Friday, 1 February 2013

Was Leveson Wrong under Article 10 to Reject a Statutory Right of Reply?

Was Leveson Wrong to Reject a Statutory Right of Reply? | LSE Media Policy Project: "In his Report Lord Justice Leveson considered and rejected a proposal that there should be a statutory right of reply or correction. This was a proposal made by the Media Regulation Roundtable in its evidence to the Inquiry. His reasons for rejecting this proposal are unconvincing. An important opportunity has been missed. Such a right would provide a valuable additional incentive to the membership of a “Leveson compliant” self-regulatory body. In addition, Lord Justice Leveson fails to engage with the point – which he himself recognises – that Article 10 and other international obligations may, in any event, require the UK government to provide a statutory right of reply." 'via Blog this'

How to create a new law to recognise a 'regulator' of UK newspapers?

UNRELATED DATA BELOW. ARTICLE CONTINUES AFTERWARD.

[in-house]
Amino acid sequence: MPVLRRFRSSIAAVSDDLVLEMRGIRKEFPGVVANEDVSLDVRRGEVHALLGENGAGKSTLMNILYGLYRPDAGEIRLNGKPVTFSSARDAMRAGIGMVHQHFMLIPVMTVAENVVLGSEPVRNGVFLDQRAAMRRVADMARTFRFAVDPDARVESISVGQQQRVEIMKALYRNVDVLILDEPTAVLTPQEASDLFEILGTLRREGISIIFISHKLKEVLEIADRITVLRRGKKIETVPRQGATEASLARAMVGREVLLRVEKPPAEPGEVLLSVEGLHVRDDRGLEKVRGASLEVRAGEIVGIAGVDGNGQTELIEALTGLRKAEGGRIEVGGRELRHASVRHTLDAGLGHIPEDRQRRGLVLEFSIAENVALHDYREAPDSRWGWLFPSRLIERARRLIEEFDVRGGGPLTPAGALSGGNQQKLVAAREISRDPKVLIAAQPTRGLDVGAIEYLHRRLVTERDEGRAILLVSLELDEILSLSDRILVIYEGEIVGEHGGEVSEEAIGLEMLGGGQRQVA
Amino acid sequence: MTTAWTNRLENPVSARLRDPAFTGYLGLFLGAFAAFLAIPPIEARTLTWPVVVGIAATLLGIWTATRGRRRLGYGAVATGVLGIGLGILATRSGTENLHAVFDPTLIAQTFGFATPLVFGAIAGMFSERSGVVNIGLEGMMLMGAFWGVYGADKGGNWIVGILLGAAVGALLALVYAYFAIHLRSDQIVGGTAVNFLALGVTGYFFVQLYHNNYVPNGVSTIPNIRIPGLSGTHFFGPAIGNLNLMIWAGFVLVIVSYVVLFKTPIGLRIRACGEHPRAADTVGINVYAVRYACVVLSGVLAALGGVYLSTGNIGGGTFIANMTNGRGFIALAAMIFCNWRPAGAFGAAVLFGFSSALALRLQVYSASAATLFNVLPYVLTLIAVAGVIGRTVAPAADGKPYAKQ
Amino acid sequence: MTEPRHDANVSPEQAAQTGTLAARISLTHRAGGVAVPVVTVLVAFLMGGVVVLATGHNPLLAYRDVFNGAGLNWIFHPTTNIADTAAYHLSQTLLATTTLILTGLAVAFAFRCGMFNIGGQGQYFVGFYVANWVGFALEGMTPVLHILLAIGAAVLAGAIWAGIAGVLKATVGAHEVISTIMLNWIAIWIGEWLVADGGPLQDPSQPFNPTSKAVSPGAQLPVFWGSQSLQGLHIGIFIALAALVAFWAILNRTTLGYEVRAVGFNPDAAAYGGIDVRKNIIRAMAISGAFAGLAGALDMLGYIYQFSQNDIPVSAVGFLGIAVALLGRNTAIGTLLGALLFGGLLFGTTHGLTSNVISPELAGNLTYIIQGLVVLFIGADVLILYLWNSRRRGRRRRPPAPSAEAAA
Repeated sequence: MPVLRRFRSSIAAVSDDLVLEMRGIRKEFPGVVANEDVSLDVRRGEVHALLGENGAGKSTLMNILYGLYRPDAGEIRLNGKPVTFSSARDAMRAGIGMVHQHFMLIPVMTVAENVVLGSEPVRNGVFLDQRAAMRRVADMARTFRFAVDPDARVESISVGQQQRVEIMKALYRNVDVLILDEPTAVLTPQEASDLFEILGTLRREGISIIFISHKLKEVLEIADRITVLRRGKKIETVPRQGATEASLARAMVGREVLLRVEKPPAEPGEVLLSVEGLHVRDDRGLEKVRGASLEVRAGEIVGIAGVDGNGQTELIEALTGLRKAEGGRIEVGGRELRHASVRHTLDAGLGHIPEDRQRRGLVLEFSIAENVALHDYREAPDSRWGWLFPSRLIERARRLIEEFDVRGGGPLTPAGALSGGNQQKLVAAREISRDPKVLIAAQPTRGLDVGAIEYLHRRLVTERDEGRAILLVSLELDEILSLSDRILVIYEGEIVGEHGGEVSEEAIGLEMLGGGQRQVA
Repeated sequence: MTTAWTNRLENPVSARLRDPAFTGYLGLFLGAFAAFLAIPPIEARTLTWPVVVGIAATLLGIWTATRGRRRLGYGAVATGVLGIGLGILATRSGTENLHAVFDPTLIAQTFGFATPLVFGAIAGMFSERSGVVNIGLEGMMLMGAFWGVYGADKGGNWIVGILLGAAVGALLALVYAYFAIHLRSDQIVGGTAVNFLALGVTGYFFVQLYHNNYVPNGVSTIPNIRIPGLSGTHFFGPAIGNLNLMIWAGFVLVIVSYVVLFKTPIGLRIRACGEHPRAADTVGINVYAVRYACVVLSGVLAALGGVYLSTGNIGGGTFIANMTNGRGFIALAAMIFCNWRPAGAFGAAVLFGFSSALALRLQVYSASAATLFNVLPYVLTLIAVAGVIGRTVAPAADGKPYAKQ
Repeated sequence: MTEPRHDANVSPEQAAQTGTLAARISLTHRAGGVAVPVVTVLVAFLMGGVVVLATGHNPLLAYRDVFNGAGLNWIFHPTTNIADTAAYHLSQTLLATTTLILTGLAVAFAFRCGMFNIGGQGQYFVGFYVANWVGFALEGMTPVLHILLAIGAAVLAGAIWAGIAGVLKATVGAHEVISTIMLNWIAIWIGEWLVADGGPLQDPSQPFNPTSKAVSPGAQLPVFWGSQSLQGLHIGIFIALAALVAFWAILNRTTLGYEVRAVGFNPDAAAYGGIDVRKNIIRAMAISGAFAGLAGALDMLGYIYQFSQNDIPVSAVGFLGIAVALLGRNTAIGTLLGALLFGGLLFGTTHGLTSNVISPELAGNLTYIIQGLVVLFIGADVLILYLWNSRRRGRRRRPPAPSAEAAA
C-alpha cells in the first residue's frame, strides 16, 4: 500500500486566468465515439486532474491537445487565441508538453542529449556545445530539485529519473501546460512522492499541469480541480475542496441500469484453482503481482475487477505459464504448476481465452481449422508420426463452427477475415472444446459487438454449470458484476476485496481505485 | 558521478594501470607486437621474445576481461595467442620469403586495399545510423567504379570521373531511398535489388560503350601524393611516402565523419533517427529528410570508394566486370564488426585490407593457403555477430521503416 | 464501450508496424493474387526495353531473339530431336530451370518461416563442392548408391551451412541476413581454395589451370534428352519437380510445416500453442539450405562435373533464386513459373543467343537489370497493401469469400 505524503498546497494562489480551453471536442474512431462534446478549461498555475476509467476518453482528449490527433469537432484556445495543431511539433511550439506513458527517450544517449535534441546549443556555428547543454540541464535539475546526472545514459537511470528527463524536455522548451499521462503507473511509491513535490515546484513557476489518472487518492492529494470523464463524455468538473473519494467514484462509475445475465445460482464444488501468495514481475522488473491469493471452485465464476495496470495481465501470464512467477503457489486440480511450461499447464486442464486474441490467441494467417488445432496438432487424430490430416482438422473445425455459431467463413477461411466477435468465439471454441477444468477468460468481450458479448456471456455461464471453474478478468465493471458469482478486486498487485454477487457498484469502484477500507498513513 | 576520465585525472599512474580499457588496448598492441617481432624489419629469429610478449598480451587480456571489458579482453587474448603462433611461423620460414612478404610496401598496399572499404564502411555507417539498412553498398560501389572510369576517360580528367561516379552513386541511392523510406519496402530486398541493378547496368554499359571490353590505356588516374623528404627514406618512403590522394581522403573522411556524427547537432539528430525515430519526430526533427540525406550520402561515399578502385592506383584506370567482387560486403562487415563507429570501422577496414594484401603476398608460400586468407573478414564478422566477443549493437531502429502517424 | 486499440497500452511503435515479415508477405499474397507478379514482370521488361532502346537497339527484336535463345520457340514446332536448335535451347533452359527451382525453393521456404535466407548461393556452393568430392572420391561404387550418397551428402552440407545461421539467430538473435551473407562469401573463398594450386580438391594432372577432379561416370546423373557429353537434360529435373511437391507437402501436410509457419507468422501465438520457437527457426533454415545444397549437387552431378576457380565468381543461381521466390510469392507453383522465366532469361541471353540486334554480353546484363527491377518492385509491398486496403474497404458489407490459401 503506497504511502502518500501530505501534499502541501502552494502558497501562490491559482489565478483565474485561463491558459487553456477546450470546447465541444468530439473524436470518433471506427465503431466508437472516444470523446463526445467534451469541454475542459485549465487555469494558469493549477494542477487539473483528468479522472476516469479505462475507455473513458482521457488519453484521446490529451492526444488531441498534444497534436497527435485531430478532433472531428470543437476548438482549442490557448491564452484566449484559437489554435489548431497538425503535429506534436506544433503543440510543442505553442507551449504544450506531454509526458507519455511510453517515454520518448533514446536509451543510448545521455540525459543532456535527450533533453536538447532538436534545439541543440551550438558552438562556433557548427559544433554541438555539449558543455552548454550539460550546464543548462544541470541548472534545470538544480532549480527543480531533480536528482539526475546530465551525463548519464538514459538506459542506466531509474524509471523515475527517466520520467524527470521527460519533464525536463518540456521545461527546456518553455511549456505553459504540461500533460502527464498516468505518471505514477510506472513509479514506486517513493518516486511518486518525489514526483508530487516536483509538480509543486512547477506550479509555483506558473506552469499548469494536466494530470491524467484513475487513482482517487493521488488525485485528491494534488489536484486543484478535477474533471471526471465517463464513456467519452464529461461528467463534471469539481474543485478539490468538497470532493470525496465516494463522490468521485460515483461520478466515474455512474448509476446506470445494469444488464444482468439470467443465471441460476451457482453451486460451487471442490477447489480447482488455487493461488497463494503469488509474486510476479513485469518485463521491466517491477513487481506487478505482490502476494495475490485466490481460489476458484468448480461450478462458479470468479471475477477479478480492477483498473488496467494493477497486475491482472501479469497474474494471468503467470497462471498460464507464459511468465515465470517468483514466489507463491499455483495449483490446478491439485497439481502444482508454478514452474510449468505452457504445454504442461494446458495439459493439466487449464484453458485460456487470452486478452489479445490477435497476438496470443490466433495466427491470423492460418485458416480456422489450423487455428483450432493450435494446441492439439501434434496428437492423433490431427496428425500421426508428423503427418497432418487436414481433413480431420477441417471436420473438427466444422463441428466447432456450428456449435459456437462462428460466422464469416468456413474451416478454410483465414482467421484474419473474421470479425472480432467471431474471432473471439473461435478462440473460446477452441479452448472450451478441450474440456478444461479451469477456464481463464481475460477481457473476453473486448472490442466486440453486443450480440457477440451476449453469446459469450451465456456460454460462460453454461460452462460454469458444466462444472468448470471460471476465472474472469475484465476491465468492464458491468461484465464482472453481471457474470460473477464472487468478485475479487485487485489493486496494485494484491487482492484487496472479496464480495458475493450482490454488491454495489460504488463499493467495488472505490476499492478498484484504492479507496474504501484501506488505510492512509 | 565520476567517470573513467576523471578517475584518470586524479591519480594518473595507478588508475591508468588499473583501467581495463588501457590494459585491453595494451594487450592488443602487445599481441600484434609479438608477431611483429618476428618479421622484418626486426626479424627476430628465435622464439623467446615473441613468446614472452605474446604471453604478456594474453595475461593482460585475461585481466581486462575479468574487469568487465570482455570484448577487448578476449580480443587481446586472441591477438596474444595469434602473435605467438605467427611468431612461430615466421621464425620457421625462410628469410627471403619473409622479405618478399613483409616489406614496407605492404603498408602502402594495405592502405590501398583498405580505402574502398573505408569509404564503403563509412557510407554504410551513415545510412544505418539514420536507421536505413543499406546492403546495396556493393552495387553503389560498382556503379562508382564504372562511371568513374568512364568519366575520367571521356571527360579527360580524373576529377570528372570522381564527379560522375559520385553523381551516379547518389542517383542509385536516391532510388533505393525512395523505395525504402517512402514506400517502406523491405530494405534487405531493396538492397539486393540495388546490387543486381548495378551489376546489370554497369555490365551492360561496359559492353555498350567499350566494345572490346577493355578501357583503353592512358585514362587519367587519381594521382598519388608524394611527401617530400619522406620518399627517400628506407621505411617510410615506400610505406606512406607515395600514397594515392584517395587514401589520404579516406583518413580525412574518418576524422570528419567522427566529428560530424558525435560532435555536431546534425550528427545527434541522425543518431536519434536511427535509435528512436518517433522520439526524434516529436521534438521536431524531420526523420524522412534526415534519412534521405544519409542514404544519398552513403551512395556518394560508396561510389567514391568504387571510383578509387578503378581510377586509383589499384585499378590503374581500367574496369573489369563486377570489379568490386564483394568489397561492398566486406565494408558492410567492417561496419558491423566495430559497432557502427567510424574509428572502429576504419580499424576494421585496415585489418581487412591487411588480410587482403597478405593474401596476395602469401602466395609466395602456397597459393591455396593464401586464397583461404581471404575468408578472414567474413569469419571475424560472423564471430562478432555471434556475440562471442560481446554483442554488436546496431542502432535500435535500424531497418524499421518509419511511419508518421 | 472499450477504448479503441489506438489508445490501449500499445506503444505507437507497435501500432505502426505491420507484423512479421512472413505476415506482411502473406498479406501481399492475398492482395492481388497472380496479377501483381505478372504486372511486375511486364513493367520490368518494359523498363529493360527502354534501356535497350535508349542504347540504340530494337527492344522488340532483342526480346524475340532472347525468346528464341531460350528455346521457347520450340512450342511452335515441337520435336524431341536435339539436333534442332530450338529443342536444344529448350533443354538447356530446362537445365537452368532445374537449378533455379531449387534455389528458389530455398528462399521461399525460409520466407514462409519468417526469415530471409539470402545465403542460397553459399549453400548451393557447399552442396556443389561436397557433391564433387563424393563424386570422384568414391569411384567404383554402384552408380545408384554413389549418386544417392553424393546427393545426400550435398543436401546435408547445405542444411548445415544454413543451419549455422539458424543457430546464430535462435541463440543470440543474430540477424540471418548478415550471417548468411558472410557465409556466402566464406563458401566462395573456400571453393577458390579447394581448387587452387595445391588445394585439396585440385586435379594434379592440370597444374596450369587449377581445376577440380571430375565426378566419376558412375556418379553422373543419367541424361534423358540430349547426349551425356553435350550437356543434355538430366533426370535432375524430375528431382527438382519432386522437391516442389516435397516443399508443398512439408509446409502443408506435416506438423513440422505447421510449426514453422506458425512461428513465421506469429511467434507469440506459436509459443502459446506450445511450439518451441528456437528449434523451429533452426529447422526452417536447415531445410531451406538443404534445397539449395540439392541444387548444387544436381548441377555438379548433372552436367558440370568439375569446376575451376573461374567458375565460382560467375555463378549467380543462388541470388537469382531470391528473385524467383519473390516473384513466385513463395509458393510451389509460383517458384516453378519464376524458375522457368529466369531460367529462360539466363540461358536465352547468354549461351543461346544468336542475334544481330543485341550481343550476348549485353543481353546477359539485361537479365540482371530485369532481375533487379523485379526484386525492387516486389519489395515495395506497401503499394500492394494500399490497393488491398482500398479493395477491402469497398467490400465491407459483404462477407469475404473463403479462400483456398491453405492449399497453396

LSE Media Policy Project: "The Leveson Report proposed that a body was needed that would monitor the functioning of a new self-regulatory mechanism for the press. The purpose would be to “recognise and certify” the new body and report every few years as to whether or not it was doing its job. Leveson had suggested that Ofcom be the institution to play that role. Harriet Harman confirmed in Oxford that cross-party talks had generated consensus against that suggestion. The various proposals on the table contain different ideas for what kind of body should play that role instead of Ofcom.  The Hacked Off Campaign, which has put its proposed bill out for consultation, suggests a voluntary “recognition commission” that would certify the new press self-regulatory body at the outset and could revoke this certification if it doesn’t measure up. The Labour Party’s draft bill published in December calls for a “recognition panel” in the form of a High Court. The Government is expected to propose a solution that involves a Royal Charter, but this has not yet been made public." 'via Blog this'